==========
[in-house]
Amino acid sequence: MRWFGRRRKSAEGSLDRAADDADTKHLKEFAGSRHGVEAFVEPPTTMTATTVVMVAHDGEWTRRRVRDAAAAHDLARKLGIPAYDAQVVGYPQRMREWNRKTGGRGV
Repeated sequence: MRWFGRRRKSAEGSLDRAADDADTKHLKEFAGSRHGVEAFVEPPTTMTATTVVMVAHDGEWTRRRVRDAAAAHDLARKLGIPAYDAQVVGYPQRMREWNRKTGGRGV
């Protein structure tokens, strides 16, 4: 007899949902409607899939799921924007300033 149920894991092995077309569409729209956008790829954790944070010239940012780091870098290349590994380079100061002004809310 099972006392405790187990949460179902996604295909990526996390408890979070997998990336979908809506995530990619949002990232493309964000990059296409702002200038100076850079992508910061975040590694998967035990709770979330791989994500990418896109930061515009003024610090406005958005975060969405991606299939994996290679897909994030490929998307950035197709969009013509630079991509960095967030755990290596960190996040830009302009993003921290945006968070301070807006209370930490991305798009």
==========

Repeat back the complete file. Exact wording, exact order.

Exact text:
[in-house]
Amino acid sequence: MRWFGRRRKSAEGSLDRAADDADTKHLKEFAGSRHGVEAFVEPPTTMTATTVVMVAHDGEWTRRRVRDAAAAHDLARKLGIPAYDAQVVGYPQRMREWNRKTGGRGV
Repeated sequence: MRWFGRRRKSAEGSLDRAADDADTKHLKEFAGSRHGVEAFVEPPTTMTATTVVMVAHDGEWTRRRVRDAAAAHDLARKLGIPAYDAQVVGYPQRMREWNRKTGGRGV
């Protein structure tokens, strides 16, 4: 007899949902409607899939799921924007300033 149920894991092995077309569409729209956008790829954790944070010239940012780091870098290349590994380079100061002004809310 099972006392405790187990949460179902996604295909990526996390408890979070997998990336979908809506995530990619949002990232493309964000990059296409702002200038100076850079992508910061975040590694998967035990709770979330791989994500990418896109930061515009003024610090406005958005975060969405991606299939994996290679897909994030490929998307950035197709969009013509630079991509960095967030755990290596960190996040830009302009993003921290945006968070301070807006209370930490991305798009």